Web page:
So Gawande is correct that these are vital issues for the professions involved. They affect the level of trust the public will place in these practitioners, and indeed, the very nature of the professions themselves. At what point should a nurse refuse to engage in a lawful activity because it is inconsistent with her profession's ethical standards? Who decides what is "ethical" for a profession? Where should the ethical standards stop, and personal notions of morality take over? And there is one issue that the PBS materials oddly do not seem to raise directly--what are the ethical implications of helping the state execute someone who turns out to have been not guilty, as has occurred? Can nurses really trust the flawed legal system to tell them when someone has waived the right to life, or, if you prefer, when someone has developed a "terminal illness"? What about the possibility of misdiagnosis?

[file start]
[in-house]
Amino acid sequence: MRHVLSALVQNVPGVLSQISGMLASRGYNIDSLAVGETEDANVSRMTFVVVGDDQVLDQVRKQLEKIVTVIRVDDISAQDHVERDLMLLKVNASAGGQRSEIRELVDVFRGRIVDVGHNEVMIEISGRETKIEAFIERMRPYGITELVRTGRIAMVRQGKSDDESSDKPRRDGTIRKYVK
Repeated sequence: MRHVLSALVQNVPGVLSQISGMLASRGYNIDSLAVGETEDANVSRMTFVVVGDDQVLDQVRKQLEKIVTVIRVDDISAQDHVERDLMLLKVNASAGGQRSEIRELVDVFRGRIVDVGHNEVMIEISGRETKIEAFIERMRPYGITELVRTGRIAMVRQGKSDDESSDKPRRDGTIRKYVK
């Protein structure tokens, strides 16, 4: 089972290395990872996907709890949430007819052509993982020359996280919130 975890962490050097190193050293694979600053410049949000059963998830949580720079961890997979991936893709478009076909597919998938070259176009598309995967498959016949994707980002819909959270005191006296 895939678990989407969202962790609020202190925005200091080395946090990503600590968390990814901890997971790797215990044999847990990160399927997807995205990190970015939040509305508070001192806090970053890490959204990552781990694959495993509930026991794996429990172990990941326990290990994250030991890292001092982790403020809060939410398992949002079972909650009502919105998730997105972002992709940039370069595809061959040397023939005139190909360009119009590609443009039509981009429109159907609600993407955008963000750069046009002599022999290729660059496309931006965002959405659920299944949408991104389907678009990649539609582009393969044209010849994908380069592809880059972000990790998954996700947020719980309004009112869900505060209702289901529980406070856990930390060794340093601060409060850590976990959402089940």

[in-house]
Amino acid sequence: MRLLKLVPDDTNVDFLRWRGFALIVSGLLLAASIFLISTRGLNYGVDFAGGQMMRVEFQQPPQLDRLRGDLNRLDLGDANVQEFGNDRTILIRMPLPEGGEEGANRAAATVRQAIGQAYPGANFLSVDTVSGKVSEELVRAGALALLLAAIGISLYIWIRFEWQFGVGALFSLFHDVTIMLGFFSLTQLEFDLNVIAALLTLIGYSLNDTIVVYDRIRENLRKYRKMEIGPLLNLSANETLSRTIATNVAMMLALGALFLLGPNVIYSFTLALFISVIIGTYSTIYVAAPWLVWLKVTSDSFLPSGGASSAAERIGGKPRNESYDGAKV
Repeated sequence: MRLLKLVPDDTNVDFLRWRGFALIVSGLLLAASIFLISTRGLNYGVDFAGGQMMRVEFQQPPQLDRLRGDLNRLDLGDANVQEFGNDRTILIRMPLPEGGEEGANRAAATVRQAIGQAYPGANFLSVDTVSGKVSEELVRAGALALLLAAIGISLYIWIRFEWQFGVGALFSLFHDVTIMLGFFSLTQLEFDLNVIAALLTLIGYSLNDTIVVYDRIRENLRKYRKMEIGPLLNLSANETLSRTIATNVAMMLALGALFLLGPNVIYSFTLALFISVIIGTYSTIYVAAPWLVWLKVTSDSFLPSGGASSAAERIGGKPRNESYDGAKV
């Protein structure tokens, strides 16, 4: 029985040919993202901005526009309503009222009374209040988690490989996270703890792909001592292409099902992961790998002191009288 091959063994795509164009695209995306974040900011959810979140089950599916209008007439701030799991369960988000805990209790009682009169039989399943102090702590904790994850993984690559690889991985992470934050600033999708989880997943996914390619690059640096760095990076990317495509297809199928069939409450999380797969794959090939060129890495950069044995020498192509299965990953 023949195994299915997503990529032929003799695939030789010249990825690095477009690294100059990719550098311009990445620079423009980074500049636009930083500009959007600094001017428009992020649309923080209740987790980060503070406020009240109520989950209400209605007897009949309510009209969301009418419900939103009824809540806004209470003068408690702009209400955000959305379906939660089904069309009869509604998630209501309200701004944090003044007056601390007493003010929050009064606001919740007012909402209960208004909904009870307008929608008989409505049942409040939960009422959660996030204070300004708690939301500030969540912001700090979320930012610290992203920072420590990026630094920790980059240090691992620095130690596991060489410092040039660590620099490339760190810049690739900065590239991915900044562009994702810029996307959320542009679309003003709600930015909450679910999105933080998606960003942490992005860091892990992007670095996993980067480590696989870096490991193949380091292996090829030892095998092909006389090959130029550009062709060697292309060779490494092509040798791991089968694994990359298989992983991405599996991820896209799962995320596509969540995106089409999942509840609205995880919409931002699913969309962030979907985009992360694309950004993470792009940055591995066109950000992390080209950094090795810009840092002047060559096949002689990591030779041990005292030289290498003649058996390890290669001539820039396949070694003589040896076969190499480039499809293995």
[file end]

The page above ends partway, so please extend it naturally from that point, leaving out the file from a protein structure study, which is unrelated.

Bedside nurses are perhaps more likely than any other type of health professional to be deeply involved with patients in many of these situations and to need guidance on how to proceed. Sadly, the media rarely acknowledges that in stories like this. Instead, it often relies on physicians only for expert input, and frames its discussion in terms of the effects on physicians. Society tends to allocate its intellectual and other resources accordingly, and nurses suffer. But the PBS story is a partial exception to this media trend. We thank those responsible.

See the PBS page with links and film clips: "Do No Harm?" and our 2004 story on state executions.